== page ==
This prioritization of public opinion over constitutional principle is yet another striking similarity between Fox Odoi and the infamous decision of the United States Supreme Court decision in the 1857 case of Dred Scott v Sandford.

Writing for the majority which concluded that African Americans had not been intended be included as ‘citizens’ under the US Constitution, Chief Justice Roger Brooke Taney variously referred to ‘the state of public opinion in relation to that unfortunate race’, and observed that: ‘[t]hey had for more than a century before been regarded as beings of an inferior order, and altogether unfit to associate with the white race, either in social or political relations; and so far inferior, that they had no rights which the white man was bound to respect; and that the negro might justly and lawfully be reduced to slavery for his benefit.

He was bought and sold, and treated as an ordinary article of merchandise and traffic, whenever a profit could be made by it.’ This is the language in Dred Scott, which is strongly mirrored in Fox Odoi.
 
At the same time, evidently, it is absolutely impossible to reconcile the text, logic and spirit of the Fox Odoi decision with the views of the Court itself in its earlier decision in Adrian Jjuuko. This is deeply problematic. On account of the long-held principle of stare decisis, the Constitutional court in Fox Odoi was duty bound to refer to, and rely upon, the decision and rationale in Adrian Jjuuko, especially since this case had been explicitly referred to in the proceedings.

The notion of stare decisis – literally meaning ‘to stand by things decided’ in Latin – requires courts to adhere to previous decisions, especially those of courts at the same, or higher, levels. This is aimed at promoting certainty and predictability in the law and, conversely, avoiding arbitrary, biased or prejudiced decision-making.

Certainly, a court can depart from its own previous decision(s). However, the practice in this regard is that it must expressly refer to the decision(s) it wishes to depart from, and clearly explain the reasons for such departure. It is quite strange (to say the very least), that the Constitutional court in Fox Odoi made absolutely no mention of its previous decision in Adrian Jjuuko, especially since this case was brought to the attention of the Court.

It is even more strange – and telling – that some of the language in Adrian Jjuuko (but not the case itself) found its way into the Fox Odoi decision. This is most evident at Page 200, Paragraph 533 of the decision, in which the Court acknowledges that one of the declarations sought by the petitioners was that the impugned Act: ‘institutionalizes a culture of hatred and creates a class of social misfits in contravention of Articles 2(1) and (2), 20, 24 and 44(a) of the Constitution’.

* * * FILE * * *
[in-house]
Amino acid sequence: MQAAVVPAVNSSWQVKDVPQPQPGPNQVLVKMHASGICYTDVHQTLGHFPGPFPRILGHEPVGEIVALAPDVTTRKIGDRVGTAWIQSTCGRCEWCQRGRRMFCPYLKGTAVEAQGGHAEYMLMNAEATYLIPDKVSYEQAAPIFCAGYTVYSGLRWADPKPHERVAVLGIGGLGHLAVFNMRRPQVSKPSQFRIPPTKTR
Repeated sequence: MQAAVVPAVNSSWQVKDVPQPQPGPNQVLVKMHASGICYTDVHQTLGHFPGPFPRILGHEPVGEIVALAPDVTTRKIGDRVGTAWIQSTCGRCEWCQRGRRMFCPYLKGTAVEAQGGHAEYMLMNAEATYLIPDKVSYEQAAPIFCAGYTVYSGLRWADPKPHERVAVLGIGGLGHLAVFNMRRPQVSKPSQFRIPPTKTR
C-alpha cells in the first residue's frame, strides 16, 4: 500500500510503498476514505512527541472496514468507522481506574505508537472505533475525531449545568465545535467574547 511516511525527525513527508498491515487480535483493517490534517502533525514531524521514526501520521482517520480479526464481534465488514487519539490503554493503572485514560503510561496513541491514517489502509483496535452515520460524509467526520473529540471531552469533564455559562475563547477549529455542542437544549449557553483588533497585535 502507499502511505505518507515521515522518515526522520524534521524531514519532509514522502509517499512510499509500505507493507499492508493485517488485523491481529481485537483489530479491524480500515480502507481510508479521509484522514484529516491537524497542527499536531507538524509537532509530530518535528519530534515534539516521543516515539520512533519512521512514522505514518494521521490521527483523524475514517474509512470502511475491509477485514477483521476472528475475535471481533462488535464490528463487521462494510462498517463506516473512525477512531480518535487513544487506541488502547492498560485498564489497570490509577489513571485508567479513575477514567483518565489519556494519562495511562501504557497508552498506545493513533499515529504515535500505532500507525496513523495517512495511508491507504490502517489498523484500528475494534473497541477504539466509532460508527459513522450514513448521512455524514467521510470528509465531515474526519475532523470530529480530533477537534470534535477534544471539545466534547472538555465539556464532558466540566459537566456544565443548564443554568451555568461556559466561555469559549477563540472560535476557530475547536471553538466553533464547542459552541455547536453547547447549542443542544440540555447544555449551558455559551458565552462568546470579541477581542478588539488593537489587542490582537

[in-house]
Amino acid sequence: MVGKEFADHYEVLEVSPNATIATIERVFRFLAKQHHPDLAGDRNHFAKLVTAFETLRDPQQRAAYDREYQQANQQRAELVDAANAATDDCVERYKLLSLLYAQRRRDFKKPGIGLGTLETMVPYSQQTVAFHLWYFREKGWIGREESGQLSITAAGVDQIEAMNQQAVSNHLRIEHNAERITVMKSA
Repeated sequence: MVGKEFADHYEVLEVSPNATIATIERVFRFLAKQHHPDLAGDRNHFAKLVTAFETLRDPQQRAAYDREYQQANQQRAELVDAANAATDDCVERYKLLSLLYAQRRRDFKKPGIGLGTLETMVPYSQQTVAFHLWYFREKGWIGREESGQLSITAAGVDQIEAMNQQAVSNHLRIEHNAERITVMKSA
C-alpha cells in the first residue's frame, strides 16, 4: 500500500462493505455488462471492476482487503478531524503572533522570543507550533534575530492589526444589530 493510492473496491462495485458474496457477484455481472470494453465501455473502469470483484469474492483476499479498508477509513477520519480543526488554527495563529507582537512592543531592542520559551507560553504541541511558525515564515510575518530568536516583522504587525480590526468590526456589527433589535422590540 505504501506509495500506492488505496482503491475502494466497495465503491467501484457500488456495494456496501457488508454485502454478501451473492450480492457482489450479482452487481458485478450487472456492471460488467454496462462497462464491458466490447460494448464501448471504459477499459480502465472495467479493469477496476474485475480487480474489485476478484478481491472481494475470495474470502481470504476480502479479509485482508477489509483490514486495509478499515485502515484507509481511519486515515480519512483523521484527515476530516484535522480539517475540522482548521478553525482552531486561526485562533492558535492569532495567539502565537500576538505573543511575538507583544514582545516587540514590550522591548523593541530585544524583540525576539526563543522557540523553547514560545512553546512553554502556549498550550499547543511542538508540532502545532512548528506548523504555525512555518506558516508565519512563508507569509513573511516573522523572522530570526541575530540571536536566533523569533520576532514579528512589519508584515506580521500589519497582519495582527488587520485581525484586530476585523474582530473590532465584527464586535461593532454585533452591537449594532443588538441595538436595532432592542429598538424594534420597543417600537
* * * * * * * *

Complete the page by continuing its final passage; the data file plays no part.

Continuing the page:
Clearly, the phrase ‘creates a class of social misfits’ is directly lifted from the Adrian Jjuuko case. How is it possible then, that nowhere in the Constitutional court’s 203-page decision in Fox Odoi, is the Adrian Jjuuko case cited? Can any reasonable, fair or open-minded Ugandan citizen deny the glaring anomaly presented by this position?

Indeed, the failure by the Constitutional court in Fox Odoi to cite, and refer to, Adrian Jjuuko potentially leads us into the arena of per incuriam – the legal doctrine which describes a judicial decision that fails to take due account of precedent binding on the Court. Such an anomaly – at the very least – substantially diminishes legitimacy of the decision in question.

Ideally, we should have ended the analysis of Fox Odoi here. However, there are two other fundamental issues in that decision which require attention, given their important (and negative) implications for the future adjudication of constitutional matters: i) the principles of, and approach to, constitutional interpretation; and ii) the questions as to relevant presumptions, burdens of proof and related procedural questions implicated in constitutional cases. I crave the indulgence of the readers, and editors, of this column to permit a final treatment of these issues in next week’s edition.

The writer is senior lecturer and acting director of the Human Rights and Peace Centre (HURIPEC) at the School of Law, Makerere University, where he teaches constitutional law and legal philosophy.